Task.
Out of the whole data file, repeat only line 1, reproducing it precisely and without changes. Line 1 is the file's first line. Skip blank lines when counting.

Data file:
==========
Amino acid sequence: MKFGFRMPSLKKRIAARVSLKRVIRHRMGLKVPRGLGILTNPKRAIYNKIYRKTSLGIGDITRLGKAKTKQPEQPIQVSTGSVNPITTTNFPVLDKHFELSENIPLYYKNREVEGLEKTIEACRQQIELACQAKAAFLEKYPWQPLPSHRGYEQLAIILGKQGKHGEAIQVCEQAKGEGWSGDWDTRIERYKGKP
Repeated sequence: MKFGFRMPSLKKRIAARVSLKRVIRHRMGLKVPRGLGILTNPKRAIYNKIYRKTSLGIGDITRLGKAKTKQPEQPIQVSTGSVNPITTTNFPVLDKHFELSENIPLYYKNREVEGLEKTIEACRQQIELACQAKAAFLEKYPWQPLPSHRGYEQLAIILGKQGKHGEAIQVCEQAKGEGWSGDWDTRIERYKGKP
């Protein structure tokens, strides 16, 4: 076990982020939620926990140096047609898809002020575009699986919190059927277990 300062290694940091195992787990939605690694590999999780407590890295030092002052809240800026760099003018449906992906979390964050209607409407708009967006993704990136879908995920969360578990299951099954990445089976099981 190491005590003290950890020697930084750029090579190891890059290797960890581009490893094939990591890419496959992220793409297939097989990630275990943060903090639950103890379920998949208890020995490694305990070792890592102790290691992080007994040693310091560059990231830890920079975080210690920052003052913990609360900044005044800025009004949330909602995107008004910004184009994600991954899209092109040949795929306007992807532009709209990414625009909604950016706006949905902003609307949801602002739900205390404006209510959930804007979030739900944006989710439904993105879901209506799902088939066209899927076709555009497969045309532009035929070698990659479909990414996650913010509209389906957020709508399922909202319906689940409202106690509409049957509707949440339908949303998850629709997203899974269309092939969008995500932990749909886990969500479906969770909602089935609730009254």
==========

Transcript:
Amino acid sequence: MKFGFRMPSLKKRIAARVSLKRVIRHRMGLKVPRGLGILTNPKRAIYNKIYRKTSLGIGDITRLGKAKTKQPEQPIQVSTGSVNPITTTNFPVLDKHFELSENIPLYYKNREVEGLEKTIEACRQQIELACQAKAAFLEKYPWQPLPSHRGYEQLAIILGKQGKHGEAIQVCEQAKGEGWSGDWDTRIERYKGKP